Sounds ominous, but Dark Social is merely the sharing of content from social channels that is not easily tracked, and so often hidden from the light of analytic tools that record sharing and inbound clicks to your website. The impact is significant: depending on the research study, it represents anywhere between 32-75% of sharing, and 91% of Americans share this way. At the same time, Facebook has experienced a 21% decline in personal sharing (but with measured growth in work-related professional sharing). This hidden sharing activity could represent 3X that of Facebook, so well worth understanding. In a 2014 study by advertising platform RadiumOne, close to 70% of all online global referrals were found to come from dark social. Imagine investing in social and—at best—being only able to measure 30% of your investment. Here is research data from RadiumOne that explores regional differences:
We tend to think of the social graph (that connects us in social networks) as an open highway where sharing spreads content, but increasingly, consumers are taking side roads that circumvent traditional tracking mechanisms.
The purpose of this post is to help digital and social strategists understand this phenomenon and—where they can--plan accordingly.
Marketers design social content to be shared, and so increasingly rely on tracking tools—often found in the URL of the post—to measure impact. If you look at a Google Analytics report for inbound traffic to your website, you’ll see a big bucket called “Direct Traffic” because these visits lack the tracking tags/cookies that provide an audit trail of how the visitor ended up on your site. When I directed a big brand social team, I remember seeing this bucket and wanting to know more. The standard answer—at least then—was that visitors were either typing in the URL (highly unlikely), accessing a bookmark (again highly unlikely) or coming in through some other means (likely). Dark Social is how we shared content pre-social web era, so it’s not too surprising to see this phenomenon. Factors that are driving it include:
We’ve spent years convincing business leaders that social media is the platform that can shift brand perception and action, primarily through peer-to-peer influence. There’s no doubt that peers trust each other, but if the limited research on Dark Social is any indication, brands are possibly missing insights into a treasure trove of peer sharing that occurs outside social media’s walls, and usually outside measurement ability. To make matters worse for brand managers, because it is more personal, this type of private peer sharing is the most valuable, trusted and likely to lead to action.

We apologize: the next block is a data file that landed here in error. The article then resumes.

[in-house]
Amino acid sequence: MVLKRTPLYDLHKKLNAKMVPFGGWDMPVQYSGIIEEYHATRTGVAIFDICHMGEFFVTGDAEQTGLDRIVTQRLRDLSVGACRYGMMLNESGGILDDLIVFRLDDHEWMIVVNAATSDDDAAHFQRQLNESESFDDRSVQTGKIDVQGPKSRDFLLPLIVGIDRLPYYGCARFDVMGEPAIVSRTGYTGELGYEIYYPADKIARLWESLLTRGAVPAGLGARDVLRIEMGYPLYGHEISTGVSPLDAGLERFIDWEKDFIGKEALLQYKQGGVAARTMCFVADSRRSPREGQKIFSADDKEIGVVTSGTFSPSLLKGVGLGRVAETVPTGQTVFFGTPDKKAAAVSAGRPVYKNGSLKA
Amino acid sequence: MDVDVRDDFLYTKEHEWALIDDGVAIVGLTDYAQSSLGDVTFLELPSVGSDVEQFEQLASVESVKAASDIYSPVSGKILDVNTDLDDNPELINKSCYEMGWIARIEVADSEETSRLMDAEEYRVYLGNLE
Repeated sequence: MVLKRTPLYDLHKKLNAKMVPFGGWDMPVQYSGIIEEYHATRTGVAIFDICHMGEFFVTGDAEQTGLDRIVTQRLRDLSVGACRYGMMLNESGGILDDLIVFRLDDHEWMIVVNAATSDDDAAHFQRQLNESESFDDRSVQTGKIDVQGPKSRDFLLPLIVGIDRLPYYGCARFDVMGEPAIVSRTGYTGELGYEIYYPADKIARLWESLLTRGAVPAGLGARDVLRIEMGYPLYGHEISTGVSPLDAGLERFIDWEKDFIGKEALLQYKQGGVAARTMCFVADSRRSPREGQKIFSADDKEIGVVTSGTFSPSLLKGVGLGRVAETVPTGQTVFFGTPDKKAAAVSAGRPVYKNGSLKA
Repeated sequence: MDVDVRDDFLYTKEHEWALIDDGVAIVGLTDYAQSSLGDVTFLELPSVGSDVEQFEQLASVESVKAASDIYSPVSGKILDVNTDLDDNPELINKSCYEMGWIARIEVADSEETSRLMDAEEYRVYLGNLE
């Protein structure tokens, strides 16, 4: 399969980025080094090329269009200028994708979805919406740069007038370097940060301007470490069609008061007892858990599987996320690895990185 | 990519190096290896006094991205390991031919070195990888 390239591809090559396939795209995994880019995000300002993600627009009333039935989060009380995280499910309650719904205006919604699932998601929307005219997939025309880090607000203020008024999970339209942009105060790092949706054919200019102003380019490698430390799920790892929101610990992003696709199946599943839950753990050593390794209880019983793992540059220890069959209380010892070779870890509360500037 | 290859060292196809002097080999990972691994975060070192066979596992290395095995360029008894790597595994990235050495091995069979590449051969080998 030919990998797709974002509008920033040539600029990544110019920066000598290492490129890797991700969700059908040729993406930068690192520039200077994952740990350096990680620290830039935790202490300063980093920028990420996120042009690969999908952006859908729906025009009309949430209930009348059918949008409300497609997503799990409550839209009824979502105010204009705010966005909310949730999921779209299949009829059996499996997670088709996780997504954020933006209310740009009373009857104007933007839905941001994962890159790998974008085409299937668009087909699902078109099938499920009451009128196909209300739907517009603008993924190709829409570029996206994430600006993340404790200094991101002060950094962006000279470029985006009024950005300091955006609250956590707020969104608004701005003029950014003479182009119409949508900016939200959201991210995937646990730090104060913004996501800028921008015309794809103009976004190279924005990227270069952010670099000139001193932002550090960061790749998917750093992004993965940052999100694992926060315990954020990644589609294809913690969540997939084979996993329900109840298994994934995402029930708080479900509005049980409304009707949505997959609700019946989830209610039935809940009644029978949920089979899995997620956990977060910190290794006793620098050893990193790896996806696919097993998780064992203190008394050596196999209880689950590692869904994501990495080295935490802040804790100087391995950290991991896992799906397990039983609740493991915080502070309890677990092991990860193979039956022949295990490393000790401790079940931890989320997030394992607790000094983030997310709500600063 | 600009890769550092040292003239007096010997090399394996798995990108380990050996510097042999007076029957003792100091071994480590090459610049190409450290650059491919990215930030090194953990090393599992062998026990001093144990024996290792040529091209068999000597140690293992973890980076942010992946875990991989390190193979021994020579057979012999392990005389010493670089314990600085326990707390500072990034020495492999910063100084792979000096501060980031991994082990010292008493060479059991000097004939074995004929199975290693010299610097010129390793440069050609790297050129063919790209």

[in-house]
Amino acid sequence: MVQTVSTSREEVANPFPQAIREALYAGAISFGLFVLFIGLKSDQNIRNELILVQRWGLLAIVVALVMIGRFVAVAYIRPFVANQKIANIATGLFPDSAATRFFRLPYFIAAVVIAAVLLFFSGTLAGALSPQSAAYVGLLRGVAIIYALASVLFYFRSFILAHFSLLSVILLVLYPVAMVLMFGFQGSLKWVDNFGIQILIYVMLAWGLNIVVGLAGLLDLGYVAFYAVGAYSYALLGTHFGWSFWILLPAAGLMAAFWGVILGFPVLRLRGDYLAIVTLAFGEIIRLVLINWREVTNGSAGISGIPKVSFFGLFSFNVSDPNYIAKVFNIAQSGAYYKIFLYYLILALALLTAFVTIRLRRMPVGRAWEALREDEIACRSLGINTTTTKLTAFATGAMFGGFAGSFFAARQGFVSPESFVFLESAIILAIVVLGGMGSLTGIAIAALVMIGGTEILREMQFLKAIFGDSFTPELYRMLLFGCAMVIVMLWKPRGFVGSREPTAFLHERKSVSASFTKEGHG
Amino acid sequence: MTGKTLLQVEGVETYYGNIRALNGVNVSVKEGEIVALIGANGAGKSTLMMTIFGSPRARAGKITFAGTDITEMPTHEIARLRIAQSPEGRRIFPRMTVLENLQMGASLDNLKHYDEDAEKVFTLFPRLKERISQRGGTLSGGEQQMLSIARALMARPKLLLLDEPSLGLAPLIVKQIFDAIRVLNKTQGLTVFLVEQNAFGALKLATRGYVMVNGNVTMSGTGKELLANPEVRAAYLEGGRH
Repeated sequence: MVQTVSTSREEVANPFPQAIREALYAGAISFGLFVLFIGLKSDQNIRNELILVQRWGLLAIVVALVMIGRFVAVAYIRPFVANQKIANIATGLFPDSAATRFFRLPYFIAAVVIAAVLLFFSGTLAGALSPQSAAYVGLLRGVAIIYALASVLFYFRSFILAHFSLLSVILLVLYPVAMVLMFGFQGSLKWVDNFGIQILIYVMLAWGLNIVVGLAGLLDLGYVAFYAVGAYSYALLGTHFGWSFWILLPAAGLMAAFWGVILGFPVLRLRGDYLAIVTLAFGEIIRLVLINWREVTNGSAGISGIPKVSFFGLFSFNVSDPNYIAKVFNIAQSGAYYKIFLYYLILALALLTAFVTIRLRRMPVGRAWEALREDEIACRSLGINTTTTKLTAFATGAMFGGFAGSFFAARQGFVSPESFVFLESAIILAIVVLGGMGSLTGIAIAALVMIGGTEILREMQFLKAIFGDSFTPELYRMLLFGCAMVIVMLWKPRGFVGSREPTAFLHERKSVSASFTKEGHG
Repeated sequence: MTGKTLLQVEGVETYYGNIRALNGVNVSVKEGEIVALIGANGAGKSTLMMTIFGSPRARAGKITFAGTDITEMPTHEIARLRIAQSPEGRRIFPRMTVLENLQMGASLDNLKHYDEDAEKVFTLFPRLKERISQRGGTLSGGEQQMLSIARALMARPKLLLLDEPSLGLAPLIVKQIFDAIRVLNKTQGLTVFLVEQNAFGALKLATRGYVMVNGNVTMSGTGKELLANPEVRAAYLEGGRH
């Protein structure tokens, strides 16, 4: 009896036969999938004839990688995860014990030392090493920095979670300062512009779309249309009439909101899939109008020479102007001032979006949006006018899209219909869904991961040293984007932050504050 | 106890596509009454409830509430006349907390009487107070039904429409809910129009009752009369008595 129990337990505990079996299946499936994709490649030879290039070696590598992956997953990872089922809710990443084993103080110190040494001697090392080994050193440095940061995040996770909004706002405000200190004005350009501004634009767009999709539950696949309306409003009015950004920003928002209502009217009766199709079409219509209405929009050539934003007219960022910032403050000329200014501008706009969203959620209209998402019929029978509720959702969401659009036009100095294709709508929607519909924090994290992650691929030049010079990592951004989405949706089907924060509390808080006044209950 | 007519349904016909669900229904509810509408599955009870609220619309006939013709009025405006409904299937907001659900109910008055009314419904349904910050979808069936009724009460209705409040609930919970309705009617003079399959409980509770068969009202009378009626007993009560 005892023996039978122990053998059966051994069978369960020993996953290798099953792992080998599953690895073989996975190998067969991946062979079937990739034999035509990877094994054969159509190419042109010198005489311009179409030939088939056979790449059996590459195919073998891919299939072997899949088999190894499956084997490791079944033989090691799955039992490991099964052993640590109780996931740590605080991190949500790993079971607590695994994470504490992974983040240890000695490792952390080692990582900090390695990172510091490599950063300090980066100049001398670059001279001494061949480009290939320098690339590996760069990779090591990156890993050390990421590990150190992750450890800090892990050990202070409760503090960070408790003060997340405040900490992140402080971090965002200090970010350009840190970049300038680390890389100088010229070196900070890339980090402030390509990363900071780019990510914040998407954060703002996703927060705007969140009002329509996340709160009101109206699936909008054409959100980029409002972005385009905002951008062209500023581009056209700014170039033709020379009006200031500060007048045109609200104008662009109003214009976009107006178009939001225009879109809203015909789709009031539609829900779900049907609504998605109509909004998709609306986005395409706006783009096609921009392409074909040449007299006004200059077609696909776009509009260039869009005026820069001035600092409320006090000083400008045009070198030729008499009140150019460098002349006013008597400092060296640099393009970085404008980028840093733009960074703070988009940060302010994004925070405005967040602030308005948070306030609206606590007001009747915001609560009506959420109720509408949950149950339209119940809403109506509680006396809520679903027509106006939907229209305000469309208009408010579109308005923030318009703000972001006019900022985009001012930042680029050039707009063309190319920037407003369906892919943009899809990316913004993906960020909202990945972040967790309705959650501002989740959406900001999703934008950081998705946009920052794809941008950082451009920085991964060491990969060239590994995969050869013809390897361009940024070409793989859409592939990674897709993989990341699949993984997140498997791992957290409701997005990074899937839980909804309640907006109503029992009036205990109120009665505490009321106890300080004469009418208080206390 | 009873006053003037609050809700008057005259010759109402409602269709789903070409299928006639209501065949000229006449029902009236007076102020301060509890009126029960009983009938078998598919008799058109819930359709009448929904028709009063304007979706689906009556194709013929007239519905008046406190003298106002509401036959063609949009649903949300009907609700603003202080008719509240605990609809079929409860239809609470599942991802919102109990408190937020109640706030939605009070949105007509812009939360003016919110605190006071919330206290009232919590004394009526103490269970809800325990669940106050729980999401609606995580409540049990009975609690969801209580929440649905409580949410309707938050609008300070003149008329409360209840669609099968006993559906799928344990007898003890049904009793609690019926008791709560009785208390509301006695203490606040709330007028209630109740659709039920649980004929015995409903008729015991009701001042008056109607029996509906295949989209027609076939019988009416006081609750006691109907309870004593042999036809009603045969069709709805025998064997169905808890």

Private social messaging apps such as WhatsApp, WeChat, Kik, Snapchat, Facebook Messenger, and legacy platforms like email and SMS are increasingly the preferred method of social sharing.
If we care about the how peers influence opinion and action, our focus on social media represents a small portion of sharing activity that shifts mindsets. Social and digital strategists need to consider dark social on par with social, in terms of strategic importance and measurement.
There are some opportunities to peek into dark social, but don’t expect to solve this challenge completely. As per the drivers above, consumers will (rightly) find a way to share in ways we can’t track. They are always one step ahead.
Here’s a sampling of case studies for how brands are addressing dark social:
Here are a few tactics I would think about to address Dark Social:
Lastly, don’t sweat it: private sharing is human nature, and people will find a way to share digitally outside the lens of analytics. Use the sharing you can record as an indicator for what you can’t in dark social.
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